Love to run? Keep your body injury-free with foam rolling for runners.What you won’t be able to see in these pictures is that all the HoMedics® Sports Recovery Massagers include vibration for a deeper, more effective, more hurts-so-good massage. I especially like using the vibrating option when I’m pinpointing a knot. I’ll roll over the muscle first and when I hit a sweet spot, turn on the vibration and press firmly on it for 20-30 seconds.

Everyone can benefit from foam rolling, but with the running spark reignited in me and the Boston Marathon on Monday, let’s go over some muscles to focus on in particular if you’re a runner.

Foam Rolling for Runners

The following muscles are the ones I show the most love with the foam roller when I’m running frequently. Every body is different and we’re all working with different muscle imbalances, injuries and workout regimens so think of this as a general guide, not an exact foam rolling prescription for you individually. Especially if you’re injured, check with a doctor or PT before whipping out the foam rollerit can makes things worse to roll directly on an injury.

You’ll want to spend at least 1-2 minutes on each muscle, slowly rolling up and down, stopping when you hit a sweet spot (knot). Apply pressure to those knots for 20-30 seconds before continuing the larger rolling motions.

I’m using the HoMedics® Gladiator™ Vibration Foam Roller in the below pictures which has battery-operated vibration for an even deeper massage. There are three vibration intensities to choose from and I usually stay on the lowest one while doing the big rolling and then the highest for pinpointing knots. The roller also has multiple foam textures on its surface so you get a variety of sensations. It also has a hidden compartment so that you can store your keys, ear buds, etc. if you’re bringing it to the gym.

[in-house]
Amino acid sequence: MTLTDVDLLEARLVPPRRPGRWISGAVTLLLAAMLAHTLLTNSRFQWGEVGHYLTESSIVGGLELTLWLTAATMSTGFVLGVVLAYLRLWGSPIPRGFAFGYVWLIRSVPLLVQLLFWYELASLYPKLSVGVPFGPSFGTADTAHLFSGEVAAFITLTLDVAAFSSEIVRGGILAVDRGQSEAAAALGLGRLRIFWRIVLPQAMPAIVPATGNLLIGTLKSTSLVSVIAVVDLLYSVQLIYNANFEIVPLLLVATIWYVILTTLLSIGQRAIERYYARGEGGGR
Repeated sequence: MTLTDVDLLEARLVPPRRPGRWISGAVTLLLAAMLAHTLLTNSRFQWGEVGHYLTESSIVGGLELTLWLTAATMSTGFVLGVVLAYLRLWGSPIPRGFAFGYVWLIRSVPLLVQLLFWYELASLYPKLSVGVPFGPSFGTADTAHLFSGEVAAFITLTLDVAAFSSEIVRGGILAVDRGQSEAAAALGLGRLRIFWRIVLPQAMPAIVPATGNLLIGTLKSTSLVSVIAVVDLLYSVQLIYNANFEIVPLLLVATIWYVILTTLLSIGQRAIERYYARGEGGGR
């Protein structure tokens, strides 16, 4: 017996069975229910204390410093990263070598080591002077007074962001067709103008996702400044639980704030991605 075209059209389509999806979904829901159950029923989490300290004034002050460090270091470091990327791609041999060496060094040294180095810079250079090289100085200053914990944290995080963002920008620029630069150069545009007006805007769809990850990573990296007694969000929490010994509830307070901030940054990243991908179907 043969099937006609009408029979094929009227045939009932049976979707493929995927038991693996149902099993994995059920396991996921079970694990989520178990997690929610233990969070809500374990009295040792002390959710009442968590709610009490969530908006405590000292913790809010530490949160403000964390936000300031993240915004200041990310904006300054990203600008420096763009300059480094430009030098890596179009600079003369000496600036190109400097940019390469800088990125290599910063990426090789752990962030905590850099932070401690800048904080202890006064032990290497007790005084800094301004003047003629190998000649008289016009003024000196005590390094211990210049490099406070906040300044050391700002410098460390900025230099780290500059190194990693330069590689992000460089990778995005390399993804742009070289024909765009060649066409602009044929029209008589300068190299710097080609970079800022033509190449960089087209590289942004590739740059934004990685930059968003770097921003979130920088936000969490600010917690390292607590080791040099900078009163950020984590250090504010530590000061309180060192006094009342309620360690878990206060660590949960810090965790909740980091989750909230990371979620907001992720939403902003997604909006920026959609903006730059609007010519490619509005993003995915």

Love to run? Keep your body injury-free with foam rolling for runners.

Quads | Unless my quads are particularly tight, I typically roll one leg at a time so to increase the pressure. As pictured at the start of this post, I’ll also sometimes use The HoMedics® Vertex Vibration Stick Roller which has six spinning rollers and is of a harder material than the HoMedics® Gladiator™ Vibration Foam Roller. I roll up and down the center; up and down at a slight angle to the right; up and down at a slight angle to the left.

Adductors | When rolling out the adductors, place the foam roller lengthwise alongside you and come into a half frog position. 

Calves | With the other muscles, foam rolling is a hurts-so-good feeling. With my calves, it’s full on torture. A long time ago I blogged about my experience getting a runner’s assessment and the trainer working on me actually called over her colleague to watch what was happening with my calves because it was literally as if she were rolling over marbles. Oy vey. When I’m holding on a knot (which is every centimeter), I’ll do so with my foot flexed and then with it pointed to really try to work it loose.

Glutes | I’ll cross my leg over the knee to better hit the piriformis (sometimes I feel like a ball is more effective), but when I do the glute max and med, I usually like having the leg out straight.

TFL / IT Band | When it comes to the IT Band, you need to think about foam rolling the muscles to which it attaches. I usually start with my glutes and TFL and then gradually make my way down towards the tibia. As I roll down the IT Band, I don’t roll directly on my outer thigh, but rather lean my body forward at an angle so it’s more the outer/front thigh area.

Love to run? Keep your body injury-free with foam rolling for runners.

Last but not least—that’s an understatement, actually. Last and BEST, the feet. I could massage my feet all day. The HoMedics® Atlas Vibration Acu-Node Massager offers a gentle vibration and its acu-node texture delivers pinpointed pressure that my arches love.

All these HoMedics® Sports Recovery Massagers and more are available at, and in-store at Rite Aid.

Love to run? Keep your body injury-free with foam rolling for runners.

What’s the most painful (in a “good” way) muscle/muscle group for you to foam roll? Anyone like me and say calves?!


Fundraising Advice for Everyone Running on a Charity Team


A bit of a random post today, but since it’s that time of year again when you can start applying to run the Boston Marathon with a charity team (more info on the BAA’s website HERE if you want to pursue that), I thought it’d be fitting. The post really applies to anyone fundraising for anything though.